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Chinese Women During the Ming Dynasty

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Haley Nguyen

on 5 May 2014

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Transcript of Chinese Women During the Ming Dynasty

Chinese Women During the Ming Dynasty
(1368-1644)

By: Haley Nguyen
Agenda
-Treatment of women
-Role of women
-Concubines and Courtesans
-Instruments
-Ideal Beauty
-Attire
-Daoism
-Confucianism
-Filial Piety
-Hair Adornments
-Clothing Color
-Clothing
-Foot Binding
-Face
-Pipa
-Qin
Treatment of Chinese Women
Daoism
Confucianism
Filial Piety
Continually demoralized, degraded, humiliated, and ignored- natural silence
Silence was second nature and accepted mistreatment
Self controversial situation
Art themes kept women in state of never ending vulnerability and silence
Before Confucianism- dominant belief
Nature=Women "Mother to all things"
Appreciated women and regard as sacred
Equality
Confucianism took over- downward spiral for women
Repressed women
Accessory for men to use and abuse
Men were leaders
Women's priority is to listen to men
How sad it is to be a woman! / Nothing on earth is held so cheap. / Boys stand leaning at the door / Like gods fallen out of heaven. / Their hearts brave the Four Oceans, / The wind and dust of a thousand miles. / No one is glad when a girl is born: / By her the family sets no store. / When she grows up she hides in her room, / Afraid to look a man in the face. / No one cries when she leaves her home— / Sudden as clouds when the rain stops. / She bows her head and composes her face, / Her teeth are pressed on her red lips: / She bows and kneels countless times.
- Fu Hsuan
Basic principle of Heaven
applied to all social classes
desire, wants, and dreams did not matter
Family came first
Harsh fate
life determined before conceived
Parents controlled marriage
If refusal to marry- forced prostitute or concubine
No conversations with men
Away from other children
If too many females- Left to die
Females were burdens
Role of Chinese Women
Specific roles
Determined before born
Have sons and continue bloodline
Once given birth to son- more respect
Did not believe in marriages
Increase social status, financial prospects, and growth of family lineage
Issue passed on through thoughts and art
Concubines and Courtesans
Women married as second wives
Purpose- to have sons
Sold by parents
No status or power but taken care of financially
Acceptable- polygamy
showed status and power
after birth, first wife takes child
Female who entertains men
Received luxuries and social status
Did not marry
Artist/ Entertainer
Had freedom
Stigmatized by society
Instruments
Pipa
Classified as plucked lute
Four stringed, pair shaped
At first recognized as foreigners or evangelists instrument
Qin / Qugin
Zither, comprised of 7 strings made of silk
most revered instrument
elite talent in modern China
few privileged enough to play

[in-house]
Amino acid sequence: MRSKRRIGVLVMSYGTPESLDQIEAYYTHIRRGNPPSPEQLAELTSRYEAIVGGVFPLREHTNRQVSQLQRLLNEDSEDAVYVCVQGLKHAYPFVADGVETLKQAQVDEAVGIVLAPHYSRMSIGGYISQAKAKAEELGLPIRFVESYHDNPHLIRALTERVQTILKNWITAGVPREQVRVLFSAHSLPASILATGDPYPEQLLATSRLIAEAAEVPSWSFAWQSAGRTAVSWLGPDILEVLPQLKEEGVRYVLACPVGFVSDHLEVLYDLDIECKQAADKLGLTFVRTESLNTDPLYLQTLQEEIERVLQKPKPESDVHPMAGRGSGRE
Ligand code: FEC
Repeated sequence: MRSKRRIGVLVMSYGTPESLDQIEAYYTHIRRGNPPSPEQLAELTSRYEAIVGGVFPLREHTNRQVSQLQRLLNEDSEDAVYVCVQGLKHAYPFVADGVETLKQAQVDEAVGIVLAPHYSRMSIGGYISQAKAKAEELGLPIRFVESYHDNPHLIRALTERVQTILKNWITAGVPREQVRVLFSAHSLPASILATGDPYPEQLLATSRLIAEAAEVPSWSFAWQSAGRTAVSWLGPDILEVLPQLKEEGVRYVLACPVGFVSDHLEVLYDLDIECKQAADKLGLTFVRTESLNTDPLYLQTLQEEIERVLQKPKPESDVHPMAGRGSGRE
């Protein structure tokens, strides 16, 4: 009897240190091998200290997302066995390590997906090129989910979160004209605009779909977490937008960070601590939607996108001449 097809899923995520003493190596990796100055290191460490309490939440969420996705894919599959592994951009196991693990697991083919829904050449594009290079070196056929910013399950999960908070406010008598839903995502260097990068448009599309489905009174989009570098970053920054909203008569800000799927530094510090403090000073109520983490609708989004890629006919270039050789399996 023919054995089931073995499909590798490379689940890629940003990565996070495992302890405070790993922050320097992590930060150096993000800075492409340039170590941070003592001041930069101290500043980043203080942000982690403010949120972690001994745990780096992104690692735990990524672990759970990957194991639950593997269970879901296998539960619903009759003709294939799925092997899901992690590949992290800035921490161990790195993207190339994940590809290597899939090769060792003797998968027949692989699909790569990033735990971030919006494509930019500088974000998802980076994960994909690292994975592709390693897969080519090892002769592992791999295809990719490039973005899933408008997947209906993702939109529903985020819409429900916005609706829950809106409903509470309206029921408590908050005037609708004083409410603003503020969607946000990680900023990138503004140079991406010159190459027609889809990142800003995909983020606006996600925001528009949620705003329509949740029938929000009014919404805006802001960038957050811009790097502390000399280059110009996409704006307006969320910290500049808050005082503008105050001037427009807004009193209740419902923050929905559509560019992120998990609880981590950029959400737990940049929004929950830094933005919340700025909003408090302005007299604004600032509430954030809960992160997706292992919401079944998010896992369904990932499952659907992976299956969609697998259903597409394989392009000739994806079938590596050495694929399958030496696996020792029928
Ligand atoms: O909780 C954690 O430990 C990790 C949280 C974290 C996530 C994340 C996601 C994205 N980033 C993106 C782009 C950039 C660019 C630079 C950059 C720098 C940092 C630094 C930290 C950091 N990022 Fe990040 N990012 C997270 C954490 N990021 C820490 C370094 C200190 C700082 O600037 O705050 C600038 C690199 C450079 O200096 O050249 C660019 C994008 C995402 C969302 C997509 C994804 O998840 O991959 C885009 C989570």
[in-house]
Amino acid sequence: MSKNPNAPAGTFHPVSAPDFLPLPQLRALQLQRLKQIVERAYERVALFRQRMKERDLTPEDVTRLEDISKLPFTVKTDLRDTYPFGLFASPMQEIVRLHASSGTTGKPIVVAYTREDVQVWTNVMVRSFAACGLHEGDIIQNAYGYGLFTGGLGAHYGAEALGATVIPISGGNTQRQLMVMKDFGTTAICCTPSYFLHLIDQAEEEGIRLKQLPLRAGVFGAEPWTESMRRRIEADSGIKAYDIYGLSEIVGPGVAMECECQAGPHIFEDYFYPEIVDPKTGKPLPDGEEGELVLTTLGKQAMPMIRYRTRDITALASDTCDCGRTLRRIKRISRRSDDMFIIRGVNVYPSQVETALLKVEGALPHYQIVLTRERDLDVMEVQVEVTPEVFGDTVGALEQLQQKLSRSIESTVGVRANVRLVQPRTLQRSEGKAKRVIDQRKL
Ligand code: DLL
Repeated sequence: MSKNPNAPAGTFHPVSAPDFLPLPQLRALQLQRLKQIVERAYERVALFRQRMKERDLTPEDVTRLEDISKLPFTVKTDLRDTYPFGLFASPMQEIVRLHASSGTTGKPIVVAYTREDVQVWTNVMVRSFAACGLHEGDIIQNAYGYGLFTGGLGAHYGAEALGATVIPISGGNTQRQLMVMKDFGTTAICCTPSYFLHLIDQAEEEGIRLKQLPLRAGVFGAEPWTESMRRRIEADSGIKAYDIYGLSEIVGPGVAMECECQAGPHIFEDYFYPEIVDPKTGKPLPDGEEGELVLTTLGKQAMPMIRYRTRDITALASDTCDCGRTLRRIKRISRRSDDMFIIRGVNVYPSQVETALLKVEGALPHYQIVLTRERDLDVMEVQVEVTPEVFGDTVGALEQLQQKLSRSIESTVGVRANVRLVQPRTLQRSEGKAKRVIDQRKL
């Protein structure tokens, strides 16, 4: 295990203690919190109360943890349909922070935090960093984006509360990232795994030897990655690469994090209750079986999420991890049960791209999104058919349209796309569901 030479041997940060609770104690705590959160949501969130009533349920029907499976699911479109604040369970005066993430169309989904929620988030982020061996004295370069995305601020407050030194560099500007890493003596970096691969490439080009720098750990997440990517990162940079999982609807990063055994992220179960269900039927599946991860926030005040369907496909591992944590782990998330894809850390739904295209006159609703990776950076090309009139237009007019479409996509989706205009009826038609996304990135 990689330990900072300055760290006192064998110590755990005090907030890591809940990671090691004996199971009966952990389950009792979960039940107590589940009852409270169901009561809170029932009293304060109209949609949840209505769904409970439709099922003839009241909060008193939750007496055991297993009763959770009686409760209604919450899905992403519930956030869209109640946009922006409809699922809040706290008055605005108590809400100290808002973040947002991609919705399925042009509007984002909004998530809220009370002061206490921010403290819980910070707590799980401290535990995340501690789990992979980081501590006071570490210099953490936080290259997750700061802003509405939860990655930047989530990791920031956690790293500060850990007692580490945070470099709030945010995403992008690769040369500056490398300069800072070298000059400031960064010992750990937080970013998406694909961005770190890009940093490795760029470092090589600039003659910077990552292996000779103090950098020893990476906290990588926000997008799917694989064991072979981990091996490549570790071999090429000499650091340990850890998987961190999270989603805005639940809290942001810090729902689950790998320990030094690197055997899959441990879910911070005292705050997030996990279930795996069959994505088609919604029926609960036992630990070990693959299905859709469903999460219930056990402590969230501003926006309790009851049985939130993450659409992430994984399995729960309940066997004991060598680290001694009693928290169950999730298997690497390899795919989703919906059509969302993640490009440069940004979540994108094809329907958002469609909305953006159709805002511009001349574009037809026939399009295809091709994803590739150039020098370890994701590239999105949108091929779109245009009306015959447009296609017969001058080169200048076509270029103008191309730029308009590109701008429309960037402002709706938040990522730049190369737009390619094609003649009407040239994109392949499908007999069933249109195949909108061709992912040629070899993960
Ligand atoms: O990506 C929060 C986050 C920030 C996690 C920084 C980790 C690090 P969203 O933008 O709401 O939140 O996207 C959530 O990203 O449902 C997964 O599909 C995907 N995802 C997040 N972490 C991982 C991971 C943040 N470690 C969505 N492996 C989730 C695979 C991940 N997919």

Ideal Beauty
Foot Binding
Face
beauty revolved around feet
inhibits feet to grow
Start by pulling toes back, breaking toes, and wrapping them at the bottom of her foot
Ideal size was 3 inches
Curvature- "moons forever new"
Men found it arousing
Girls thought they were lucky
favorite face shape- oval
Jiuwo- dimples
Lips are best if rosy, small, turned upwards
Dark black pupil and long cuved eyelid for eyes
Eyebrows are thing, barely curved, and long
Attire
Colors of Clothing
Clothing
Hair Adornments
Denote different social classes and type of work
Three main colors: black, white, and red
Black- negative, bad misfortune
Red- blood, good luck, positive
White- mother's milk, purity, moderation, and life
Yellow- most important, gold, earth, commoners forbidden to wear
Common- pien-fu, chang-pao, and shen-i
Pien-fu- two piece, worn during ceremonies
Skirt or trousers+ tunic like top that falls to knees
Chang pao- one piece, starts at shoulders and goes straight to heels
Shen-i- combo of pien-fu and chang-pao, loose- fitting
Both genders wore buns with pins
Women's pins- ji were more flashy
Bayao- hair jewel with moveabe pendants that were shaped like flower branches, shake and make noises, some framed faces
Ji Ceremony- 15 years, marriage readiness, received hairpin
Bibliography
Anderson, Mary M. "Hidden Power: The Palace Eunuchs in Late Imperial." Chinese Cultural Studies. Buffalo: Promethius,1990, 15-18. Web. 4 May 2014.
Blanchard, Lara C.W. "A Scholar in the Company of Female Entertainers: Changing Notions of Integrity in Song to Ming Dynasty Painting." NAN NU- Men, Women & Gender in Early & Imperial China 9.2 (2007): 189-246. Academic Search Premier. Web. 4 May 2014
"Brief Introduction to Chinese Culture: Colors in Traditional Chinese Culture." Pureinsight. 2000-2010. Web. 4 May 2014.
Bullough, Vern, and Bonnie Bullough. "India and China: Other Views."Women and Prostitution: a Social History. Buffalo: Prometheus, 1987. 96-109. Print.
Peng, Master Ong Thiam. "Feng Shui and Architecture." Speech. Hunter Douglas Design Competition 2000 Award Ceremony. Singapore. 4 May 2014. Make a Difference. Issue 6. Singapore: Hunter Douglas & Windows Furnishings, 2001. Print.
"PUAM - Asian Art Collection." Almagest - A Multimedia Database for Teaching & Learning. Princeton University Art Museum, 2004. Web. 30 July 2010.
Sanna, Ellyn. "1 & 3." Mason Crest. 11+. Book Collection Nonfiction: High School Edition. Web. 4 May 2014
"Traditions: Clothing and Ornaments." Chinese Culture. Shanghai Press and News Bureau, 2007-2010. Web. 4 May 2014
Westheimer, Ruth K., and Steven Kaplan. "The Politics of Polygyny." Power: the Ultimate Aphrodisiac. Lanham, Md.: Madison, 2001. 1-9. Print.
Wetzel, Jean. "Hidden Connections: Courtesans in the Art World of the Ming Dynasty." Women's Studies 31.5 (2002): 645-69. Women's Studies International. Web. 4 May 2014
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